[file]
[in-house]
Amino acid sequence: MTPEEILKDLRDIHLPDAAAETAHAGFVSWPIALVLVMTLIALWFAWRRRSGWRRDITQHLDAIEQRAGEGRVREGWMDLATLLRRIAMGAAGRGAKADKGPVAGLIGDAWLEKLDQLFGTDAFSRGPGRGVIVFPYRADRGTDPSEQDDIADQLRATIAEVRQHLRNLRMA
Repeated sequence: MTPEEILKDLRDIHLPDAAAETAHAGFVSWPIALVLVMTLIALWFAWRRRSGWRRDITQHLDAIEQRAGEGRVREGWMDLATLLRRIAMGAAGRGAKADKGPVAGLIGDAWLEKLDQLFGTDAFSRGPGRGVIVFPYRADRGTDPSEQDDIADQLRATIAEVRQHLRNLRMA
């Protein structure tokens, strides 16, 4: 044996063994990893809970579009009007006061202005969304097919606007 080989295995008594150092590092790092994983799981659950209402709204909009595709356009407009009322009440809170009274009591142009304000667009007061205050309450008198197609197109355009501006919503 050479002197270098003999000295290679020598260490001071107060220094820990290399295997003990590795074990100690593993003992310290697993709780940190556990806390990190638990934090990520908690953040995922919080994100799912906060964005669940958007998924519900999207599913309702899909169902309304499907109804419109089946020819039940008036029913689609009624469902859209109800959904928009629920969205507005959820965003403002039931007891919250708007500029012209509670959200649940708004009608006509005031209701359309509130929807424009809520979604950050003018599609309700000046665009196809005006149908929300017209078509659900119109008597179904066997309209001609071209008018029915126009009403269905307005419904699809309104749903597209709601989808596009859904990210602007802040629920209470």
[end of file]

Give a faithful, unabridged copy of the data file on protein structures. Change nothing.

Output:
[in-house]
Amino acid sequence: MTPEEILKDLRDIHLPDAAAETAHAGFVSWPIALVLVMTLIALWFAWRRRSGWRRDITQHLDAIEQRAGEGRVREGWMDLATLLRRIAMGAAGRGAKADKGPVAGLIGDAWLEKLDQLFGTDAFSRGPGRGVIVFPYRADRGTDPSEQDDIADQLRATIAEVRQHLRNLRMA
Repeated sequence: MTPEEILKDLRDIHLPDAAAETAHAGFVSWPIALVLVMTLIALWFAWRRRSGWRRDITQHLDAIEQRAGEGRVREGWMDLATLLRRIAMGAAGRGAKADKGPVAGLIGDAWLEKLDQLFGTDAFSRGPGRGVIVFPYRADRGTDPSEQDDIADQLRATIAEVRQHLRNLRMA
């Protein structure tokens, strides 16, 4: 044996063994990893809970579009009007006061202005969304097919606007 080989295995008594150092590092790092994983799981659950209402709204909009595709356009407009009322009440809170009274009591142009304000667009007061205050309450008198197609197109355009501006919503 050479002197270098003999000295290679020598260490001071107060220094820990290399295997003990590795074990100690593993003992310290697993709780940190556990806390990190638990934090990520908690953040995922919080994100799912906060964005669940958007998924519900999207599913309702899909169902309304499907109804419109089946020819039940008036029913689609009624469902859209109800959904928009629920969205507005959820965003403002039931007891919250708007500029012209509670959200649940708004009608006509005031209701359309509130929807424009809520979604950050003018599609309700000046665009196809005006149908929300017209078509659900119109008597179904066997309209001609071209008018029915126009009403269905307005419904699809309104749903597209709601989808596009859904990210602007802040629920209470």